The poet and translator Yuri Levitansky was born in the town of Kozelets (in Chernigov Oblast) in 1922. The Levitansky family moved frequently in search of a better life. First, they settled in Kiev; afterward, Yuri's father, David, was able to find employment in one of the mines in the Donbas region, and the family moved to Stalino (present-day Donetsk). There, Yuri began to attend school, and his first poems date to his school days.
In 1939, after finishing high school, Yuri Levitansky moved to Moscow, where he was able to enroll in the prestigious IFLI (Institute of Philosophy, Literature, and History).
Following the Nazi invasion of the USSR in late June 1941, Levitansky, who had barely had time to pass his second-year exams, volunteered for frontline duty. He took part in the defense of Moscow, serving as a machine gunner alongside the poet Semyon Gudzenko. Yuri went on to serve on the Northwestern Front, where he saw action at the Sinyavino swamps, and later in Ukraine, Bucharest, and Prague. In those years, Yuri Levitansky wrote poetry, mostly dealing with the war. In 1943, his poems began to be published in frontline newspapers, and he soon became a military correspondent.
In the course of the war, Lieutenant Yuri Levitansky was awarded the Order of the Red Star, as well as medals. In summer 1945, after the end of the Soviet-German War, Levitansky was transferred to Mongolia, where he took part in the war with Japan. Several months later, he was moved to Irkutsk, and went on to serve there for another two years.
His long-awaited demobilization was facilitated by the famous Soviet writer Georgi Markov, who headed the Irkutsk Writers' Union at the time. Markov also helped Levitansky find employment as head of the literary section of the Irkutsk Musical Comedy Theater. Levitansky was also a contributor to the local newspaper Sovetsky Borets.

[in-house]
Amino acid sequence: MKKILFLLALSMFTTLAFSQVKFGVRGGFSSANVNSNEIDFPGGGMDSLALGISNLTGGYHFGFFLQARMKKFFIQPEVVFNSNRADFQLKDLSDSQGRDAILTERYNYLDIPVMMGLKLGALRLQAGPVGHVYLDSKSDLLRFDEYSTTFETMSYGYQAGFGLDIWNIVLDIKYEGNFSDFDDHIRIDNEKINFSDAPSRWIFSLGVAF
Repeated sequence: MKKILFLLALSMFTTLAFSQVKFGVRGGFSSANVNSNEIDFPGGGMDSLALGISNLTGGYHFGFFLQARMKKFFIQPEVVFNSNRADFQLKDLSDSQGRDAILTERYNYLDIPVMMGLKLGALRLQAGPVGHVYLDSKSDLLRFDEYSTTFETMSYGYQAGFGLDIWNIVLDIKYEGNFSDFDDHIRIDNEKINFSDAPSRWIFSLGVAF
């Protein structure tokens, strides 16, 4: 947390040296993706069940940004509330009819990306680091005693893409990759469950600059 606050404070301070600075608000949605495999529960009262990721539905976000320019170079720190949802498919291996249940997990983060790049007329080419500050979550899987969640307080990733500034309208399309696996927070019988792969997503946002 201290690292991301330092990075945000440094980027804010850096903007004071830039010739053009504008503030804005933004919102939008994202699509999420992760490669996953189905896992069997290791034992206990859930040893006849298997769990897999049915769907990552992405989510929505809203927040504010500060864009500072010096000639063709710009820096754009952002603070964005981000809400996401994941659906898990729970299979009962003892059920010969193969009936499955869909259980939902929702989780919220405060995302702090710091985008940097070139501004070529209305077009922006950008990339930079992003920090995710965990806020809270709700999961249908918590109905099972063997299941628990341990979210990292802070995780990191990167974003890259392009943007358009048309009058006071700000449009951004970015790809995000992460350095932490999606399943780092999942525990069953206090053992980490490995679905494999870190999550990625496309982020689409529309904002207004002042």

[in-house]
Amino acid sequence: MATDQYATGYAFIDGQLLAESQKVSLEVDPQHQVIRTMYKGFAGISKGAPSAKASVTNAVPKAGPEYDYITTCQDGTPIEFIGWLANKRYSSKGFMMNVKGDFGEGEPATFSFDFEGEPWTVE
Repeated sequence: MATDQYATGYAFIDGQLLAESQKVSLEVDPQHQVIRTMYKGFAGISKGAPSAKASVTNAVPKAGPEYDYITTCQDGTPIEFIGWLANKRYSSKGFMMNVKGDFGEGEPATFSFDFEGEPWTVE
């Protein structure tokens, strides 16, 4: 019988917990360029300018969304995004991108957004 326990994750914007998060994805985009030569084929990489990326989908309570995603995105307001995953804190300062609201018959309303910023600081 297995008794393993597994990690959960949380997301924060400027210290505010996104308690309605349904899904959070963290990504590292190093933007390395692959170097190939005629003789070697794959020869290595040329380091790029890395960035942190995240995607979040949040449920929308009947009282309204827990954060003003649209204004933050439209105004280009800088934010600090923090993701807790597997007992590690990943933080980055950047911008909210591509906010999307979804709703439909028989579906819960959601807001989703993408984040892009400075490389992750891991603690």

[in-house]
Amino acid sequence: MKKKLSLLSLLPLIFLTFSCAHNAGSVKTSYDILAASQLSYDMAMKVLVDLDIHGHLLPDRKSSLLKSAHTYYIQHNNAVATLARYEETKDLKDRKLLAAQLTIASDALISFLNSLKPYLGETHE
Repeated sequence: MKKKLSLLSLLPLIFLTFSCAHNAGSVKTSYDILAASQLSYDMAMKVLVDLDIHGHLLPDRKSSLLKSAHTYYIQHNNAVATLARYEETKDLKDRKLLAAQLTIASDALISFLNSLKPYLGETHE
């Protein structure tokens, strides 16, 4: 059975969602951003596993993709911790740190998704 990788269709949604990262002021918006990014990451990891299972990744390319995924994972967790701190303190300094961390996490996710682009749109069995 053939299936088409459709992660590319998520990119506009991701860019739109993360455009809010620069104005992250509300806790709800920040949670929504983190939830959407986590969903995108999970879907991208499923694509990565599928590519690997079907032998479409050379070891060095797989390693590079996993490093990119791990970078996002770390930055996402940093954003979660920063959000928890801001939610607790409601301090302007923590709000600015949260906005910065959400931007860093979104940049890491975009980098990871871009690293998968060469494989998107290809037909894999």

Levitansky's first book, The Soldiers' Road, was published in 1948.
Levitansky lived in Irkutsk until 1955, when he was admitted to the higher literary courses at the Maxim Gorky Literature Institute. Two years later, he became a member of the Writers' Union of the USSR. At this point, he moved to Moscow for good.
Aside from poetry, Yuri Levitansky also produced translations and wrote parodies of the works of his fellow poets. Some of his poems were set to music and became part of the soundtrack of Soviet films. Thus, the Academy Award-winning Moscow Does Not Believe in Tears (1979) contains the song "A Dialogue by the New Year's Tree", which became very popular. Its lyrics had been written by Levitansky. Yuri signed letters in defense of Soviet dissidents, drawing the ire of the Soviet authorities: his works would periodically be banned from publication. At such times, his friends would help him keep his head above water by commissioning translations from him.
In the 1990s, Yuri Levitansky, who suffered from heart problems, was in urgent need of surgery. However, Russian medicine, and the country as a whole, were in a sorry state at the time. A group of prominent expatriate artists and poets – including Vladimir Maksimov, Ernst Neizvestny, Joseph Brodsky, and Mikhail Shemyakin – financed an expensive operation for him in Brussels.
Levitansky repeatedly took a stand on political issues. In 1993, he signed the "Letter of Forty-Two", in which the liberal Russian literati appealed to President Boris Yeltsin, condemning "the criminal policy of the Supreme Soviet." Later, in 1995, upon being awarded the State Prize, Levitansky openly criticized Russian policy in Chechnya. Yuri Levitansky died from a heart attack in late January 1996, during a "roundtable" discussion of the Chechen War at the Moscow City Hall.
Shortly before his death, Levitansky visited Israel for the first time. He later wrote about it: "I am now beginning to take an interest in Judaism, and I suddenly realize that I have already grasped many of its truths on my own. For me, this visit is, obviously, more than a mere trip abroad: I hope that it will help me understand certain things about myself." 1
In 2013, a memorial plaque in honor of Yuri Levitansky was unveiled in Donetsk. He published more than 20 books in his lifetime. In 2019, a show titled "MorningEvening" was staged, based on his works.